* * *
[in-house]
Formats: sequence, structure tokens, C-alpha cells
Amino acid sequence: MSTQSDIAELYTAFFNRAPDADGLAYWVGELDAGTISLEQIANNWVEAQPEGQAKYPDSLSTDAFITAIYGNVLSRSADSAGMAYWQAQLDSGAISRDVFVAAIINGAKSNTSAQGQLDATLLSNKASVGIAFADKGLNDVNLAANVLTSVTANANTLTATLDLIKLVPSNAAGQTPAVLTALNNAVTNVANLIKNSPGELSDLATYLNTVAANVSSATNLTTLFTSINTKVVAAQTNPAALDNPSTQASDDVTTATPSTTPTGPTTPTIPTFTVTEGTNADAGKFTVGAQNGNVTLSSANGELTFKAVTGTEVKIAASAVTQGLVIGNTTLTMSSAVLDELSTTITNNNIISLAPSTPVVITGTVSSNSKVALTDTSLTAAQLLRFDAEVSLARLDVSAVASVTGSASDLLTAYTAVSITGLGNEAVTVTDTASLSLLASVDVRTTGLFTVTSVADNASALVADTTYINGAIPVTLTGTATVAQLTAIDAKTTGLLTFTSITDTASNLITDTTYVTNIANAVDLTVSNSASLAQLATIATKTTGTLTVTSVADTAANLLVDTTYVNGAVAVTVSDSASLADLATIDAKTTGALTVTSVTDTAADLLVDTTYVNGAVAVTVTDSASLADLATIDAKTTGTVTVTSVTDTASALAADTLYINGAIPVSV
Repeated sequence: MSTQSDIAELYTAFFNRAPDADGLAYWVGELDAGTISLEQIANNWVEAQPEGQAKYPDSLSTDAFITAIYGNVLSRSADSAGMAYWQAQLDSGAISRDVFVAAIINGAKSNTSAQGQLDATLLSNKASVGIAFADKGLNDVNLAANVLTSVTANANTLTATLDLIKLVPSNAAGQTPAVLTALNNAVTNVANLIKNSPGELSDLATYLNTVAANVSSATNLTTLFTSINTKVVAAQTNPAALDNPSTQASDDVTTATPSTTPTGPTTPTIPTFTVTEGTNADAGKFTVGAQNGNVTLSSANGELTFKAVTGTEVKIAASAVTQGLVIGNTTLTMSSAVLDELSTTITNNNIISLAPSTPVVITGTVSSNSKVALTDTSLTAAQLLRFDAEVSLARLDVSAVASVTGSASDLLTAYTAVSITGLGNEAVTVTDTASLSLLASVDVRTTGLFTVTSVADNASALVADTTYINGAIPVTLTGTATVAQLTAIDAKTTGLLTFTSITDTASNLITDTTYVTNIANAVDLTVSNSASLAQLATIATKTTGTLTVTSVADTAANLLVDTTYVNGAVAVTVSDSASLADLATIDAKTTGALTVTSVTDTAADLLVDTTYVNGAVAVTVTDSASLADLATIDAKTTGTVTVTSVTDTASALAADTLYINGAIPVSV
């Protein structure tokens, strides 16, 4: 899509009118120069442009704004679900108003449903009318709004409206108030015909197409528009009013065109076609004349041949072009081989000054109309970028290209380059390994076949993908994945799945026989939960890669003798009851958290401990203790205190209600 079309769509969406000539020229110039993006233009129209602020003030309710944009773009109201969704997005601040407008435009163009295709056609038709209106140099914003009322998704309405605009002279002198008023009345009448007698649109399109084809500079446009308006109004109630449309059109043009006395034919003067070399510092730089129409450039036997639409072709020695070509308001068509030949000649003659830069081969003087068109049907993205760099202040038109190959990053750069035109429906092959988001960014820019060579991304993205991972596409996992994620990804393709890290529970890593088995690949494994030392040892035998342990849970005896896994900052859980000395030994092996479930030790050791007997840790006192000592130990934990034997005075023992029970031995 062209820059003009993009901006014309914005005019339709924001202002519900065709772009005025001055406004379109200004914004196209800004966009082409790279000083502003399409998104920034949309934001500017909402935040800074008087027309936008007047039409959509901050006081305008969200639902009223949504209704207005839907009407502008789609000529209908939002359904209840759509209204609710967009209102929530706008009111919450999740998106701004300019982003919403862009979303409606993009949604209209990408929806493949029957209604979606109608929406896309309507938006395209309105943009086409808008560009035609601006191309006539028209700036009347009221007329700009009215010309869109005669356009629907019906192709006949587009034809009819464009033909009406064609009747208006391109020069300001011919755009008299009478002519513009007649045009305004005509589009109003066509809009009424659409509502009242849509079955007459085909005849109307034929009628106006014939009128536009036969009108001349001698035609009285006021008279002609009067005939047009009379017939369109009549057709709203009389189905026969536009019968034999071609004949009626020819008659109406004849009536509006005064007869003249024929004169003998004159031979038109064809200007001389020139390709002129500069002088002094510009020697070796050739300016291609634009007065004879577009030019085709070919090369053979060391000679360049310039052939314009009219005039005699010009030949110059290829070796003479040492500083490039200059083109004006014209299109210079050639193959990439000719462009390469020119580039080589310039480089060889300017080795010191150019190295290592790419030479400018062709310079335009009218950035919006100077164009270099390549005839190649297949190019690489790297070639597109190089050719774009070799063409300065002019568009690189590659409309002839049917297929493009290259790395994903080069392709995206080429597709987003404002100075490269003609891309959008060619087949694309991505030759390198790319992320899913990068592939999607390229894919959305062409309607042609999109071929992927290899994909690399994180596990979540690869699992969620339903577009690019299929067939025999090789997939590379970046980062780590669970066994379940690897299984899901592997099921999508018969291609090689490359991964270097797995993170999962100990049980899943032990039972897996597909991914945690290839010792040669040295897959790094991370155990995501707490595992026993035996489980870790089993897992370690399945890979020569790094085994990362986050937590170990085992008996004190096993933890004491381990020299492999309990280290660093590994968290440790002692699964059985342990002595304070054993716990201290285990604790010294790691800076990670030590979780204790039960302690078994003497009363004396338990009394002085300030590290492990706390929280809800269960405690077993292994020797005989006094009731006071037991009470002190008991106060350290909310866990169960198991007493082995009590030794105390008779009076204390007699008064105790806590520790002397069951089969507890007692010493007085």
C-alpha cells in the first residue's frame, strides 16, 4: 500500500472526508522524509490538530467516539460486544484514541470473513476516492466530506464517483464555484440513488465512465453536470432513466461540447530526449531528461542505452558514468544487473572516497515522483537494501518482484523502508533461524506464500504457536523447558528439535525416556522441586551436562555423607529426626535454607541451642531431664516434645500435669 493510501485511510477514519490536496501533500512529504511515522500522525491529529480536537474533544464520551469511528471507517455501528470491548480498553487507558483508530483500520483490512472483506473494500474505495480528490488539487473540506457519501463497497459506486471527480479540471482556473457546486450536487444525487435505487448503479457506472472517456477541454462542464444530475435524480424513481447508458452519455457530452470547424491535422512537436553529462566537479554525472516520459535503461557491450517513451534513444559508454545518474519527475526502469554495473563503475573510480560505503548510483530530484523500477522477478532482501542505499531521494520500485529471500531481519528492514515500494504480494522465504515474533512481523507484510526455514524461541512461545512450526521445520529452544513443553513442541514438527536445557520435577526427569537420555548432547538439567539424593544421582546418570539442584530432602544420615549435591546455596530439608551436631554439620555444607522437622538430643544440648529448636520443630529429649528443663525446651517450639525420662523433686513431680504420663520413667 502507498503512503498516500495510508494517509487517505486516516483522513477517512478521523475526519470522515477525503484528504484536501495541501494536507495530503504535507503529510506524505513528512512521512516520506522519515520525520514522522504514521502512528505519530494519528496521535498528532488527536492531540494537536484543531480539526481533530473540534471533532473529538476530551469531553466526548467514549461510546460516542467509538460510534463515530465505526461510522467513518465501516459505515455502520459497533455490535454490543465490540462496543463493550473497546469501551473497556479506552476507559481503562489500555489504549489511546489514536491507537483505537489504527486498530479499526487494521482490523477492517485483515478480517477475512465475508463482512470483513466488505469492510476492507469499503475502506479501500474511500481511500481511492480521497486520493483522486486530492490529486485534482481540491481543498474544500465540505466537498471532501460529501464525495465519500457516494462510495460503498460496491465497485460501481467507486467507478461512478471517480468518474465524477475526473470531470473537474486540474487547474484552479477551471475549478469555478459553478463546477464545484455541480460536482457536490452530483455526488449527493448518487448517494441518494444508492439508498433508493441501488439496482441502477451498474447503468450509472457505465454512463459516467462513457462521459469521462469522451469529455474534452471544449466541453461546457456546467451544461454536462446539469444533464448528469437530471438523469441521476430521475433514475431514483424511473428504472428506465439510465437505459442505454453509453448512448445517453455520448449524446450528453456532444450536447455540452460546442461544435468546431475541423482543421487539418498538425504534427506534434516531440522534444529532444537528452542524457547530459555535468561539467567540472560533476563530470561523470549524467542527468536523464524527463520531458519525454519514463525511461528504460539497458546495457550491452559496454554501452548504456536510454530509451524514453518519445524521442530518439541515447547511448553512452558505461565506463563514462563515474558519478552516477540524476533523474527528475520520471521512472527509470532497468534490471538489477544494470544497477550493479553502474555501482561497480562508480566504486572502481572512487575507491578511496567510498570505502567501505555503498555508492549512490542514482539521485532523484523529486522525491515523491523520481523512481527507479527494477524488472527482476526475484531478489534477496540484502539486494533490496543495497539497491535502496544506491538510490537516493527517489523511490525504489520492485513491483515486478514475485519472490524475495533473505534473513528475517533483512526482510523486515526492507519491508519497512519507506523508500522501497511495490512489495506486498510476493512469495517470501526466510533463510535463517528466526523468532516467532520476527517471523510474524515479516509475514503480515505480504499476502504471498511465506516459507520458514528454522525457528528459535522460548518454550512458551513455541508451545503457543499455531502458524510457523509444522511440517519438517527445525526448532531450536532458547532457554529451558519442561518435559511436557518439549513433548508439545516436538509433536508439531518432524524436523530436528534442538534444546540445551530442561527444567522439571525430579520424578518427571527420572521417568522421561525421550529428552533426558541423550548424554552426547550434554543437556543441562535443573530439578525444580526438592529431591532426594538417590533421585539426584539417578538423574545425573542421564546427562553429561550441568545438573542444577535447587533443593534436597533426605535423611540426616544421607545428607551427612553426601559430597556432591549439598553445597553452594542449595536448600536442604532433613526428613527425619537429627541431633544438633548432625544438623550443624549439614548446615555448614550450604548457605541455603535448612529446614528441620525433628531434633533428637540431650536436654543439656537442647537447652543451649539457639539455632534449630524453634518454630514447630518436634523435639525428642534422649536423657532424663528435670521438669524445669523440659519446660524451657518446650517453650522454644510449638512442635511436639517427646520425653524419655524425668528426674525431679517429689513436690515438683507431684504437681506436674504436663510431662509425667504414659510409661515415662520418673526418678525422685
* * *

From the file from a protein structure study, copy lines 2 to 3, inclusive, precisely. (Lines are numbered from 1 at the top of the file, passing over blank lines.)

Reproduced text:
Formats: sequence, structure tokens, C-alpha cells
Amino acid sequence: MSTQSDIAELYTAFFNRAPDADGLAYWVGELDAGTISLEQIANNWVEAQPEGQAKYPDSLSTDAFITAIYGNVLSRSADSAGMAYWQAQLDSGAISRDVFVAAIINGAKSNTSAQGQLDATLLSNKASVGIAFADKGLNDVNLAANVLTSVTANANTLTATLDLIKLVPSNAAGQTPAVLTALNNAVTNVANLIKNSPGELSDLATYLNTVAANVSSATNLTTLFTSINTKVVAAQTNPAALDNPSTQASDDVTTATPSTTPTGPTTPTIPTFTVTEGTNADAGKFTVGAQNGNVTLSSANGELTFKAVTGTEVKIAASAVTQGLVIGNTTLTMSSAVLDELSTTITNNNIISLAPSTPVVITGTVSSNSKVALTDTSLTAAQLLRFDAEVSLARLDVSAVASVTGSASDLLTAYTAVSITGLGNEAVTVTDTASLSLLASVDVRTTGLFTVTSVADNASALVADTTYINGAIPVTLTGTATVAQLTAIDAKTTGLLTFTSITDTASNLITDTTYVTNIANAVDLTVSNSASLAQLATIATKTTGTLTVTSVADTAANLLVDTTYVNGAVAVTVSDSASLADLATIDAKTTGALTVTSVTDTAADLLVDTTYVNGAVAVTVTDSASLADLATIDAKTTGTVTVTSVTDTASALAADTLYINGAIPVSV